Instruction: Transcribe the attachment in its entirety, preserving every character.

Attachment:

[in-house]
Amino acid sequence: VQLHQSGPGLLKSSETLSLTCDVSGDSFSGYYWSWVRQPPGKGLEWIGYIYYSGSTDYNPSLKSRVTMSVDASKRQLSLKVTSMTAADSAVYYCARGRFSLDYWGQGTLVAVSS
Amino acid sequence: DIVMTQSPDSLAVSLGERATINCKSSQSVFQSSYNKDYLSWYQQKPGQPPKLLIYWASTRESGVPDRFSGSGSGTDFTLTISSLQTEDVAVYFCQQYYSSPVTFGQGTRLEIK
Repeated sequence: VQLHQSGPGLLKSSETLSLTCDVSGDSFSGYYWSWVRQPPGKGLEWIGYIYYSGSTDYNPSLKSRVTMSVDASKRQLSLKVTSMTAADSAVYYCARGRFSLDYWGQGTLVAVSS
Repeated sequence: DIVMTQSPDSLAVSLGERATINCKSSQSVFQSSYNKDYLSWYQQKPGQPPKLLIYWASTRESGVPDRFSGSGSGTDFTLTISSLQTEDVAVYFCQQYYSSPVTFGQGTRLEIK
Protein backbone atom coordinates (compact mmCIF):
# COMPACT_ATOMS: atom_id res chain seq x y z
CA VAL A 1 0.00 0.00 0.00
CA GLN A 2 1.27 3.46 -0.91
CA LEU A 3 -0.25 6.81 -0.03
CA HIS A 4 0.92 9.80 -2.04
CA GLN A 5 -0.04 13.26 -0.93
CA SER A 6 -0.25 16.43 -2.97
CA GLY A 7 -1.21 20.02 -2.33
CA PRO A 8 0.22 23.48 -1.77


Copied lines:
[in-house]
Amino acid sequence: VQLHQSGPGLLKSSETLSLTCDVSGDSFSGYYWSWVRQPPGKGLEWIGYIYYSGSTDYNPSLKSRVTMSVDASKRQLSLKVTSMTAADSAVYYCARGRFSLDYWGQGTLVAVSS
Amino acid sequence: DIVMTQSPDSLAVSLGERATINCKSSQSVFQSSYNKDYLSWYQQKPGQPPKLLIYWASTRESGVPDRFSGSGSGTDFTLTISSLQTEDVAVYFCQQYYSSPVTFGQGTRLEIK
Repeated sequence: VQLHQSGPGLLKSSETLSLTCDVSGDSFSGYYWSWVRQPPGKGLEWIGYIYYSGSTDYNPSLKSRVTMSVDASKRQLSLKVTSMTAADSAVYYCARGRFSLDYWGQGTLVAVSS
Repeated sequence: DIVMTQSPDSLAVSLGERATINCKSSQSVFQSSYNKDYLSWYQQKPGQPPKLLIYWASTRESGVPDRFSGSGSGTDFTLTISSLQTEDVAVYFCQQYYSSPVTFGQGTRLEIK
Protein backbone atom coordinates (compact mmCIF):
# COMPACT_ATOMS: atom_id res chain seq x y z
CA VAL A 1 0.00 0.00 0.00
CA GLN A 2 1.27 3.46 -0.91
CA LEU A 3 -0.25 6.81 -0.03
CA HIS A 4 0.92 9.80 -2.04
CA GLN A 5 -0.04 13.26 -0.93
CA SER A 6 -0.25 16.43 -2.97
CA GLY A 7 -1.21 20.02 -2.33
CA PRO A 8 0.22 23.48 -1.77